The Soul of Godzilla-An ISHIRO HONDA tribute @ the EGYPTIAN!

 

THURSDAY October 26 & FRIDAY, October 27-6:30 pm signing & 7:30 pm screenings @ the EGYPTIAN THEATRE in Hollywood

THE SOUL OF GODZILLA: AN ISHIRO HONDA TRIBUTE Double Feature! MOTHRA / BATTLE IN OUTER SPACE (October 26)

Join us at 6:30 PM in the lobby, where authors Steve Ryfle and Ed Godziszewski will sign their book Ishiro Honda: A Life in Film, From Godzilla to Kurosawa.

 

 

 

 

 

 

 

 

 

 

Discussion between films with authors Steve Ryfle and Ed Godziszewski, moderated by Steve Peros.

MOTHRA 1961, Sony Repertory, 101 min, Dir: Ishiro Honda

Giant caterpillar-turned-avenging-insect Mothra wreaks havoc on Japan when its best friends – two tiny, telepathic, singing sisters (played by real-life siblings Yumi and Emi Ito) – are kidnapped by an unscrupulous promoter and forced to perform in a Tokyo nightclub.

BATTLE IN OUTER SPACE (UCHÛ DAISENSÔ) 1959, Sony Repertory, 90 min, Japan

Dir: Ishiro Honda With the space race in full swing, Ishirô Honda and SFX artist Eiji Tsuburaya collaborated on this action-packed, alien-invasion extravaganza. Envisioning Japan as an aerospace leader and reflecting its postwar return to world affairs (the country had recently joined the United Nations), the film shows Tokyo leading an international coalition of America, the Soviet Union and other nations against hostile spacemen from the planet Natal. These pint-sized invaders pack a powerful arsenal that includes nimble flying saucers and a giant mothership with an anti-gravity beam that sucks skyscrapers off the ground! Heroic astronaut Katsumiya (Ryo Ikebe) and his crew are ready for battle – on the moon, and in the skies over Tokyo.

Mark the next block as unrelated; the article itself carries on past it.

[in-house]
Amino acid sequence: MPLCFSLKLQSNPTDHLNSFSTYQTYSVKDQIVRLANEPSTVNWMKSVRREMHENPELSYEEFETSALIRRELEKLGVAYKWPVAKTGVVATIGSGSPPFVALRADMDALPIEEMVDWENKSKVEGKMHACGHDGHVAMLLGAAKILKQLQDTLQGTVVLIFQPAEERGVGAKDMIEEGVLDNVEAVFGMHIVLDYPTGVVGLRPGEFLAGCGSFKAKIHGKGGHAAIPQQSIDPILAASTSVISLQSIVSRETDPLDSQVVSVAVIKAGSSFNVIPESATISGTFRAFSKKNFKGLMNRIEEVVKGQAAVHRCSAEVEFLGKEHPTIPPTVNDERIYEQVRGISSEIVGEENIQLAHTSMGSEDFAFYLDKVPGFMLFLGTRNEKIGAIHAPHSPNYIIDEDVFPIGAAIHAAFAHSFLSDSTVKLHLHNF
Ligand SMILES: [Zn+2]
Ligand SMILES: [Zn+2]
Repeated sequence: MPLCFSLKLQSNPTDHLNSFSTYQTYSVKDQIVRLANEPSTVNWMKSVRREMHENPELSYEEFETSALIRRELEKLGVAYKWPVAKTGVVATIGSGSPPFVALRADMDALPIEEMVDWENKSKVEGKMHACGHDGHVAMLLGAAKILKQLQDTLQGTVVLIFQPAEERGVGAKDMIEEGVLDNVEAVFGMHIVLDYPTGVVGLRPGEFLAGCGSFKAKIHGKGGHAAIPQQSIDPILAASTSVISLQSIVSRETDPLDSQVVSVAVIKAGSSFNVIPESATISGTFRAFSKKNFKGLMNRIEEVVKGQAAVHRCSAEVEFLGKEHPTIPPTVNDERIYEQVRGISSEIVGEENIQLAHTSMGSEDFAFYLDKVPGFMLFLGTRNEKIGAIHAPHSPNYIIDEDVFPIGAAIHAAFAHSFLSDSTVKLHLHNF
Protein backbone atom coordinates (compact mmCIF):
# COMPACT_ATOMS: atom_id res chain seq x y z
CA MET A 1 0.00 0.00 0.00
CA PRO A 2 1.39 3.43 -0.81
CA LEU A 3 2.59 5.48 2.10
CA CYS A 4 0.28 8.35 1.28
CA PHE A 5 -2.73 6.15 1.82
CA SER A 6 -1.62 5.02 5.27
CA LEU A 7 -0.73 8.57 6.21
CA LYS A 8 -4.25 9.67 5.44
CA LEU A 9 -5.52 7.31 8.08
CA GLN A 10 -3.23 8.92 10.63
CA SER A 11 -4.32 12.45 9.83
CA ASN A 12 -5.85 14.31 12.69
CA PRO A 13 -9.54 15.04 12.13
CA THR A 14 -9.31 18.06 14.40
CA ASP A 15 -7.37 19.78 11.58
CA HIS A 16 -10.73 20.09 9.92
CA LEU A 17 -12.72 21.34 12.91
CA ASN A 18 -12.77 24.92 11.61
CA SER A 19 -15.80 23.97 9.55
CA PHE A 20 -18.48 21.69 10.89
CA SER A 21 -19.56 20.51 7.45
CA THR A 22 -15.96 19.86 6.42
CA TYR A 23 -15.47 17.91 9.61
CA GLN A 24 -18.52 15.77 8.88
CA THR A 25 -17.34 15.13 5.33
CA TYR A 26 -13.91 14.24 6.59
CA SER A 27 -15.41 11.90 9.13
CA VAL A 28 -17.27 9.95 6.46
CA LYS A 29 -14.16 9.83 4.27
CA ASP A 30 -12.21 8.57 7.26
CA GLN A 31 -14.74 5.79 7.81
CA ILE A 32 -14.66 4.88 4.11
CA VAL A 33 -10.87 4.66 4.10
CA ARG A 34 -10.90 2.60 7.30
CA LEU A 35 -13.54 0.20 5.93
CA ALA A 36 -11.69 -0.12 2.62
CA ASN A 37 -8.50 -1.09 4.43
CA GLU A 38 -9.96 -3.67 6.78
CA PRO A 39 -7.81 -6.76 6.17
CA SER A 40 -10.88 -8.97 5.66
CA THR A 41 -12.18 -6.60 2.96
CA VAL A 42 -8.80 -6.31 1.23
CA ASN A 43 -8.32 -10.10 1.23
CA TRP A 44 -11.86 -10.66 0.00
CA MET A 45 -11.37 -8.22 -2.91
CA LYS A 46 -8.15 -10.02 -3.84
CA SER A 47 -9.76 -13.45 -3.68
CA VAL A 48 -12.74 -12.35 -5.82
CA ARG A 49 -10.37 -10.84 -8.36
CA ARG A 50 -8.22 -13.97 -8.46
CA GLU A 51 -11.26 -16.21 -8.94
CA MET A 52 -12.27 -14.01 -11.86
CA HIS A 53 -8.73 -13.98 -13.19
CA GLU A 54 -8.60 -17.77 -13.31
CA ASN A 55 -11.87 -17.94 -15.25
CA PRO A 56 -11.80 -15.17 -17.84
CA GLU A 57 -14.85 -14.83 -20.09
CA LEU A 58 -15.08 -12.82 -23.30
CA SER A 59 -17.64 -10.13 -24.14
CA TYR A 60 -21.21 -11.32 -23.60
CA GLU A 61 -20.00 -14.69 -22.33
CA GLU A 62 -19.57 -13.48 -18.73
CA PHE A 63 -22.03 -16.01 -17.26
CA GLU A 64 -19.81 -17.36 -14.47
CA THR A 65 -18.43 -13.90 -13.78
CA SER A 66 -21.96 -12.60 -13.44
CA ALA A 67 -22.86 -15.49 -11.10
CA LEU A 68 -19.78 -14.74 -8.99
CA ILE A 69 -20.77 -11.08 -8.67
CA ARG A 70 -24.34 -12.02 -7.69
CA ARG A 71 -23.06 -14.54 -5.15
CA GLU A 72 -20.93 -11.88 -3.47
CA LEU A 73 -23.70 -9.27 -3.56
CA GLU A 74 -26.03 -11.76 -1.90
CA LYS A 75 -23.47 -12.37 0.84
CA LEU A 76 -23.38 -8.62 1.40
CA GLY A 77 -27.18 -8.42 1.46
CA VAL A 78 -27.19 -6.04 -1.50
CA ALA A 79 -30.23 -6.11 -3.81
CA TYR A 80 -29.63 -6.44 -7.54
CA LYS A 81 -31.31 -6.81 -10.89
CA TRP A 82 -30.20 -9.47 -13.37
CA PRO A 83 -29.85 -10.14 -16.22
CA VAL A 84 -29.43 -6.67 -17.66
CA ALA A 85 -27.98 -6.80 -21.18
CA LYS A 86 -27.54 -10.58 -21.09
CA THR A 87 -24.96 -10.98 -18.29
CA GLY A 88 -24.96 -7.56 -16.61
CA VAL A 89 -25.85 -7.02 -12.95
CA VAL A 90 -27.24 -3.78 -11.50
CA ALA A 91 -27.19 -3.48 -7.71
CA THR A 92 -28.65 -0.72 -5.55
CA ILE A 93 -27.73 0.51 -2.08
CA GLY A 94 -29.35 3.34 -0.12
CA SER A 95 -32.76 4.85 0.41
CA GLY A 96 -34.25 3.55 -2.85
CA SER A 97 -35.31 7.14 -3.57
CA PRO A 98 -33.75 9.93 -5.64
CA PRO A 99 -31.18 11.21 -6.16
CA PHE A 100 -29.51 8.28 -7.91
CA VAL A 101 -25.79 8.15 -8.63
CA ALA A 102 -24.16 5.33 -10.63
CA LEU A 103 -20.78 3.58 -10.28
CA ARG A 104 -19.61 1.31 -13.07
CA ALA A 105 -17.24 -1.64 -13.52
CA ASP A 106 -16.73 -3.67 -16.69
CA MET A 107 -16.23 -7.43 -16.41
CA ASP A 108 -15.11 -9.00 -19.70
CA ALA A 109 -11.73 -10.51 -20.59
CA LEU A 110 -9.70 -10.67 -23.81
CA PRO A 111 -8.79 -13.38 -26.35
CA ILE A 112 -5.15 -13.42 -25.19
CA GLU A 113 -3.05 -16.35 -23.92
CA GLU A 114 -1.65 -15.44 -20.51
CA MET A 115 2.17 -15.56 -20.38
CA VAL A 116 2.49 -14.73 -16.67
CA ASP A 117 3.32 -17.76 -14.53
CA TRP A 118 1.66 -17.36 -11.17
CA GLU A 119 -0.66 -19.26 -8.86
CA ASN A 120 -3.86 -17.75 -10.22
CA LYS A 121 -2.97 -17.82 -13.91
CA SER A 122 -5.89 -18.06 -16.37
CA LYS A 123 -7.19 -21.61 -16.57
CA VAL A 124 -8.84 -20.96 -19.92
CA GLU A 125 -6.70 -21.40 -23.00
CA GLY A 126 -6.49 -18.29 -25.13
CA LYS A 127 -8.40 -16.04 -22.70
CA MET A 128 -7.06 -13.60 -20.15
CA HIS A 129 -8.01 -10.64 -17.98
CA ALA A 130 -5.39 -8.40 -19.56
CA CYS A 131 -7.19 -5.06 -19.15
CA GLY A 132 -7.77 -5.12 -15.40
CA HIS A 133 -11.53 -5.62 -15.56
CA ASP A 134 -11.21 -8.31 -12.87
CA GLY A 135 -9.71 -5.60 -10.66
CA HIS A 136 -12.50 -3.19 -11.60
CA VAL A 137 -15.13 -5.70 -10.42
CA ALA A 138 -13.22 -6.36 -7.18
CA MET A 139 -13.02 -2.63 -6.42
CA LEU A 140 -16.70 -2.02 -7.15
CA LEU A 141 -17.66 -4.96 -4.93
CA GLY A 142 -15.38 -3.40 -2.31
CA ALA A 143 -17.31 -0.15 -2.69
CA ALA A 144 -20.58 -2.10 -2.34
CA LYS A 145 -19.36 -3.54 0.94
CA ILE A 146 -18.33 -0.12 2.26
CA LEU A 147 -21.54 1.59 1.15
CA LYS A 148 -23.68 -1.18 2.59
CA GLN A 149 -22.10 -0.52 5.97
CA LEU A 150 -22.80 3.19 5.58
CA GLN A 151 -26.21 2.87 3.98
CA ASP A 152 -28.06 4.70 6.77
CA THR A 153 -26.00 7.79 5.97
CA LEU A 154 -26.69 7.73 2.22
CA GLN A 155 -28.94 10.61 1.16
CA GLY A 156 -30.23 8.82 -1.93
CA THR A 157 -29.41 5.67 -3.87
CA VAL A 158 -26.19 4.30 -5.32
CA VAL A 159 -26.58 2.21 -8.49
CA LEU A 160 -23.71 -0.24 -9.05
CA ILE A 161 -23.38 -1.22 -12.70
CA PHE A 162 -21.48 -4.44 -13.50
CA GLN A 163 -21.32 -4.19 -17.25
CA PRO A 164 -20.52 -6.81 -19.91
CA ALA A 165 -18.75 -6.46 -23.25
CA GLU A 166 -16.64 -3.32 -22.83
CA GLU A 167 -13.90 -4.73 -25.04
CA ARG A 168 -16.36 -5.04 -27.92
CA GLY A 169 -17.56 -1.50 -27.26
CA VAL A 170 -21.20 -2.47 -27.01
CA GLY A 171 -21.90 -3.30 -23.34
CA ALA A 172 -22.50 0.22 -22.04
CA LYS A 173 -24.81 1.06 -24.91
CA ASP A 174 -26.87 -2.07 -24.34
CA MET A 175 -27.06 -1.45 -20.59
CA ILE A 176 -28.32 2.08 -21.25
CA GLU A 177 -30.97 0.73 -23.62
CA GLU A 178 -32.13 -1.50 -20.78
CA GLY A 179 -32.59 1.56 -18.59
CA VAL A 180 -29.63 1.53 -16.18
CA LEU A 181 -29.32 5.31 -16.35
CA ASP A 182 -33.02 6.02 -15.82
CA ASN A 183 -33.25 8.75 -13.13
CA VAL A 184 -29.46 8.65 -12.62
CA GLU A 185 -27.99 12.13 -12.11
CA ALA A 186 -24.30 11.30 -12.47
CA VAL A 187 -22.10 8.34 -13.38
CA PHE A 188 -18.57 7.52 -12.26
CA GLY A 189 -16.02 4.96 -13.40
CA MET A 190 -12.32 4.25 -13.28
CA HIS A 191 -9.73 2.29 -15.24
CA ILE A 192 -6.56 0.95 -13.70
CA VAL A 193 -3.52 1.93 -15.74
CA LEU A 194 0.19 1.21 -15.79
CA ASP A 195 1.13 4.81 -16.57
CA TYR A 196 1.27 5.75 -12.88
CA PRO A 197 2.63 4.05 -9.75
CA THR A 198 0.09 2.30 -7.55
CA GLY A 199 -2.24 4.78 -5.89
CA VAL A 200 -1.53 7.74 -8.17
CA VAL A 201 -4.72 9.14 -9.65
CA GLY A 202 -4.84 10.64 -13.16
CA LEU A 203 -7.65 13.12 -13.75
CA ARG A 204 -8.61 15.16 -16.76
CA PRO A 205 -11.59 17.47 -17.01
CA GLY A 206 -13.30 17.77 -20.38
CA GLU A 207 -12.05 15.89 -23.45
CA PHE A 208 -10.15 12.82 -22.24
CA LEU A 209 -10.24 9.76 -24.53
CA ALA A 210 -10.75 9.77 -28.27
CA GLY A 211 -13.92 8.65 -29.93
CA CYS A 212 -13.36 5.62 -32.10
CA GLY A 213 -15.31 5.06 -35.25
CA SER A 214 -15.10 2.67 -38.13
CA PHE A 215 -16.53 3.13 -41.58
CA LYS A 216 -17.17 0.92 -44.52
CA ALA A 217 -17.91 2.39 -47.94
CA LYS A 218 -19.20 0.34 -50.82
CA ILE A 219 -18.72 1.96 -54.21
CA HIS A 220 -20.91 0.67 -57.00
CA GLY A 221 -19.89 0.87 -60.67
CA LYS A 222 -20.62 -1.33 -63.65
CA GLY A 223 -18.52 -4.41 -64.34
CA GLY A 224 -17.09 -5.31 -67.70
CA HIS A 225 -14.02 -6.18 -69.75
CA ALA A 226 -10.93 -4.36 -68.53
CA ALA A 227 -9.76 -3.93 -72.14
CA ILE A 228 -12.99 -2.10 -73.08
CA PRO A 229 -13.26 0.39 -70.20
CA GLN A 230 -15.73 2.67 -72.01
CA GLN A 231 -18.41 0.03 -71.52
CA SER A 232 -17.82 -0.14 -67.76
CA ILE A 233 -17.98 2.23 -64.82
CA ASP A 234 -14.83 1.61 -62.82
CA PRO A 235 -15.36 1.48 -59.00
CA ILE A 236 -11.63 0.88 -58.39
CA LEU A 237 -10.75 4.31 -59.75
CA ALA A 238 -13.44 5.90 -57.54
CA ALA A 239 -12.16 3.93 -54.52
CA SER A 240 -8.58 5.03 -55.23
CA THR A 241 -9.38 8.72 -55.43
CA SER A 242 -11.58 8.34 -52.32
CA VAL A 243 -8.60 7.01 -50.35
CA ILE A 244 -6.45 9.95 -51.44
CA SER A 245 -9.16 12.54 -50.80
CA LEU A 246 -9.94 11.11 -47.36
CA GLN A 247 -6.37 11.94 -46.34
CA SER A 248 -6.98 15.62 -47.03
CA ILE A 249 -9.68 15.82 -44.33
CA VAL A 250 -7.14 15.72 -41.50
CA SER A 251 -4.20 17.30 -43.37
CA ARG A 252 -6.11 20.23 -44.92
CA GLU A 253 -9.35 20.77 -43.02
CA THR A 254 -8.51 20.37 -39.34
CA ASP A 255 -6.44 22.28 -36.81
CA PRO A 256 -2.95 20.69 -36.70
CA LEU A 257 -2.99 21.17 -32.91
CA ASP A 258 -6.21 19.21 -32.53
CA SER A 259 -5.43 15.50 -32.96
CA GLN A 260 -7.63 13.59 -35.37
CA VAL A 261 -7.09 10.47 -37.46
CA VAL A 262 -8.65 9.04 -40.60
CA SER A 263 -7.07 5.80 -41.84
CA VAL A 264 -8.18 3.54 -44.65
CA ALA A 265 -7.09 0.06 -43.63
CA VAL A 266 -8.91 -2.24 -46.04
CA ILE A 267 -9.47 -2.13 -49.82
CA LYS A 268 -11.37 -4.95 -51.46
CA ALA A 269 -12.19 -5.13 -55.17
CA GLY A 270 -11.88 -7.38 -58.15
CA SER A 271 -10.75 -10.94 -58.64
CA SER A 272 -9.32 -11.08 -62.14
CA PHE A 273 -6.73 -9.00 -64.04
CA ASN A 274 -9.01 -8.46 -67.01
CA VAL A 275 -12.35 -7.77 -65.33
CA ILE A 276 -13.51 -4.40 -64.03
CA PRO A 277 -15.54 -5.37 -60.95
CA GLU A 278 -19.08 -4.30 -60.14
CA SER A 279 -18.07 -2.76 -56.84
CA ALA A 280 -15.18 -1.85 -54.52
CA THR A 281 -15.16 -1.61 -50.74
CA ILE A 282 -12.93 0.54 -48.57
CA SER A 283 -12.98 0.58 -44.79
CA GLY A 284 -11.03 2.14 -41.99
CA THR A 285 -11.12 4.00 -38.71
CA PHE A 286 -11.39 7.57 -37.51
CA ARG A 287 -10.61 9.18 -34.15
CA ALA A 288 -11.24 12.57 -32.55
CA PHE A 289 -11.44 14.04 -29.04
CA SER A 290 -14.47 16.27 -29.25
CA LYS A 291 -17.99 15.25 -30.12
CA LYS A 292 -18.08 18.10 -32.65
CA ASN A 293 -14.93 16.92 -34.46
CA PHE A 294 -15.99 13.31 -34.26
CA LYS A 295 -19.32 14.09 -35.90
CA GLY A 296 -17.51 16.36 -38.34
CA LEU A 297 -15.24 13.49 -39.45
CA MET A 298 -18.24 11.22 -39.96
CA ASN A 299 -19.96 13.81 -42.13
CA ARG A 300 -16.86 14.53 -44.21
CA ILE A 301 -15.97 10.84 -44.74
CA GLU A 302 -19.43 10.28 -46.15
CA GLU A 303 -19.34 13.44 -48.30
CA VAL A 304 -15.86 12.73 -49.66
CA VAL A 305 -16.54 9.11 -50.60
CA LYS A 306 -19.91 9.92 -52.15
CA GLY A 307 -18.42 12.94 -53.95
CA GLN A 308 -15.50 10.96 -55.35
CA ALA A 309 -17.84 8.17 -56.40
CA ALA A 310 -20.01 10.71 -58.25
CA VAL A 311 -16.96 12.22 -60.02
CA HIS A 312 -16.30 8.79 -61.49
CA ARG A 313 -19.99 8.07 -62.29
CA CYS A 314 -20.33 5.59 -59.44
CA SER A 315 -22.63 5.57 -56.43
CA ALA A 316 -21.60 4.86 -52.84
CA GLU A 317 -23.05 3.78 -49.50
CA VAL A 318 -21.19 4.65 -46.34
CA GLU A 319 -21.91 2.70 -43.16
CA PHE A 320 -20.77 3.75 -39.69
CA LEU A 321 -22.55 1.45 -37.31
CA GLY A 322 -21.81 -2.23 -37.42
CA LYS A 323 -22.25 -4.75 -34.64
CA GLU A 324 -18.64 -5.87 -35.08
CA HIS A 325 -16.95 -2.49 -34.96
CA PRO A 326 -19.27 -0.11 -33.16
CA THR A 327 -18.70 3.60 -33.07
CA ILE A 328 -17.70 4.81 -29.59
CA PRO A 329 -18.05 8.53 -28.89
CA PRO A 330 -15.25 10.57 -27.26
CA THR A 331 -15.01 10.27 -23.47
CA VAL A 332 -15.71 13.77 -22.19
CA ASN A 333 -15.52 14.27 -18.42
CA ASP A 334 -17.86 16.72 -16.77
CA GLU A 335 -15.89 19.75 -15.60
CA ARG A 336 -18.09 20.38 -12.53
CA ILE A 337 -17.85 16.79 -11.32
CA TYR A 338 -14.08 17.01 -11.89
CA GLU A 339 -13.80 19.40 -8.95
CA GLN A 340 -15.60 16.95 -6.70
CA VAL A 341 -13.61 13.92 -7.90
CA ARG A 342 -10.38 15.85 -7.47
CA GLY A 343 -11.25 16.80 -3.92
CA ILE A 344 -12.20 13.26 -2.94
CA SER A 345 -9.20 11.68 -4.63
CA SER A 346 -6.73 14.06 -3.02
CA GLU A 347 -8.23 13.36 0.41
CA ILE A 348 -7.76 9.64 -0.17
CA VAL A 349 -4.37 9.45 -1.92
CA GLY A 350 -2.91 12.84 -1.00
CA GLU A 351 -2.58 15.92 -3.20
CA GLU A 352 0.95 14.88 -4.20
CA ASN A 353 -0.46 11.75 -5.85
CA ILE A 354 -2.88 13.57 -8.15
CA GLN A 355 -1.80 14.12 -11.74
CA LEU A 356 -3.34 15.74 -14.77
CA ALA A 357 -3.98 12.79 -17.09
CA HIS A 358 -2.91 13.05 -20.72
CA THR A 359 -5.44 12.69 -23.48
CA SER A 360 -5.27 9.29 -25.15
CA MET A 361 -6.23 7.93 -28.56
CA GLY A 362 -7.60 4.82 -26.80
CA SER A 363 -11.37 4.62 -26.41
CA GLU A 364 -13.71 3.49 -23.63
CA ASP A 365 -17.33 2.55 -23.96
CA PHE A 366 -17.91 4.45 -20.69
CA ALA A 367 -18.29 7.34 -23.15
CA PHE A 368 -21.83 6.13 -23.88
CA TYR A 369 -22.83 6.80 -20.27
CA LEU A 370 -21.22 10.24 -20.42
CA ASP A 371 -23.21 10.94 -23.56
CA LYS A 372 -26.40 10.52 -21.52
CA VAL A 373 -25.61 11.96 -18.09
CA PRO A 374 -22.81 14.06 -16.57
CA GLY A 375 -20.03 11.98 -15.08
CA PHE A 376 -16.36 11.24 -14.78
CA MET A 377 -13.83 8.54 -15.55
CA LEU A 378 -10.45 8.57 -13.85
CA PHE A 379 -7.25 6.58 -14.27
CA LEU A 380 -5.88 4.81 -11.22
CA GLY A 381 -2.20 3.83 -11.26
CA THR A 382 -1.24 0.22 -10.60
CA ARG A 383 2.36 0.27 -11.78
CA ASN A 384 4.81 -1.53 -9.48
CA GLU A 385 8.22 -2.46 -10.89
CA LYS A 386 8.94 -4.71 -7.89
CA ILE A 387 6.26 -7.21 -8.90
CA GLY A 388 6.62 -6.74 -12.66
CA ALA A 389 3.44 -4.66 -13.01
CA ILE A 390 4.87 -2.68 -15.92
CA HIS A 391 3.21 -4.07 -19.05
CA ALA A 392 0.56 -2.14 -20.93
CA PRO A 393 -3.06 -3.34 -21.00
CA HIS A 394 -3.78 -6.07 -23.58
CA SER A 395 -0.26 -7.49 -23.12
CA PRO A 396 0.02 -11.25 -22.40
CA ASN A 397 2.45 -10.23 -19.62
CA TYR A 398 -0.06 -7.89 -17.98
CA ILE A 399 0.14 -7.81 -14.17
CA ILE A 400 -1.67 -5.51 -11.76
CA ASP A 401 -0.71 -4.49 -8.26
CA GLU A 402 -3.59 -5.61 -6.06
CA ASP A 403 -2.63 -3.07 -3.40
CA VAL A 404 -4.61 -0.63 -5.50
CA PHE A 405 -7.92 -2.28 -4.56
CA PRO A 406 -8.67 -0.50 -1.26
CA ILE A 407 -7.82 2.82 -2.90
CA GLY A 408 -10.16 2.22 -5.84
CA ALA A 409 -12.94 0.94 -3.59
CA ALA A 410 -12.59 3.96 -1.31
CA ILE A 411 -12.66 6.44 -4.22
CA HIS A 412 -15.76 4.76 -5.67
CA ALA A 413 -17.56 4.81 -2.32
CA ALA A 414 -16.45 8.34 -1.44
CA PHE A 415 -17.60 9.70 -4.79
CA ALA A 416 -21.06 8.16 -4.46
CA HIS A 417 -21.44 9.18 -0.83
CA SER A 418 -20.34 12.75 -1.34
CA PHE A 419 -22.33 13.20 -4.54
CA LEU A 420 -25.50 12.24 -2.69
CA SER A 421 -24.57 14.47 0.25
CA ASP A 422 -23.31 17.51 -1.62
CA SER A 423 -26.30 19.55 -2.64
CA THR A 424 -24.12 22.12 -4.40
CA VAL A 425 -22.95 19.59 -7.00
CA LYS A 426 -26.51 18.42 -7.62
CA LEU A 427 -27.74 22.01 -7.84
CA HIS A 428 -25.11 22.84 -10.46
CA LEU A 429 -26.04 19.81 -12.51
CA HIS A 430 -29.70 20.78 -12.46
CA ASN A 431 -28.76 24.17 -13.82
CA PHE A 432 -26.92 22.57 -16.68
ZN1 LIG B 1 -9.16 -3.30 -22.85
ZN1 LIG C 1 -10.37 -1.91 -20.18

Friday, October 27th

GODZILLA: THE JAPANESE ORIGINAL / THE H-MAN  Godzilla to Kurosawa. Discussion between films with authors Steve Ryfle and Ed Godziszewski, moderated by Steve Biodrowski. GODZILLA: THE JAPANESE ORIGINAL GOJIRA 1954, Janus Films, 96 min, Japan

In the first of countless kaiju (“strange creature”) films from Japan, a nuclear explosion rouses a reptilian monster from the depths of the ocean; as Godzilla crushes Tokyo underfoot, the only weapon that could stop him may be too powerful to use. Akira Takarada, Momoko Kôchi and Akihiko Hirata star in this seminal sci-fi film, which was later recut with new scenes starring Raymond Burr and released as GODZILLA, KING OF THE MONSTERS! in America.

THE H-MAN (BIJO TO EKITAI NINGEN) 1958, Sony Repertory, 79 min, Japan, Dir: Ishiro Honda

A sexy, exotic dancer slinks across the stage, showered in flickering lights. A bebop combo wails, sax and drums riffing like Charlie Parker and Max Roach. Square-jawed gangsters with slick hair and flashy vines smoke, drink and watch, doted on by giggling bar hostesses. Just another night at Cabaret Homura, but the heat’s about to come down on these mobsters – that is, until an even more dangerous villain appears. Ishiro Honda’s genre-blending sci-fi thriller is a mix of detectives, hoods, radioactive goblins and atomic paranoia. Starring genre regulars Kenji Sahara as an idealistic scientist, Hisaya Ito as an evil drug lord and Yumi Shirakawa as a beleaguered cabaret beauty.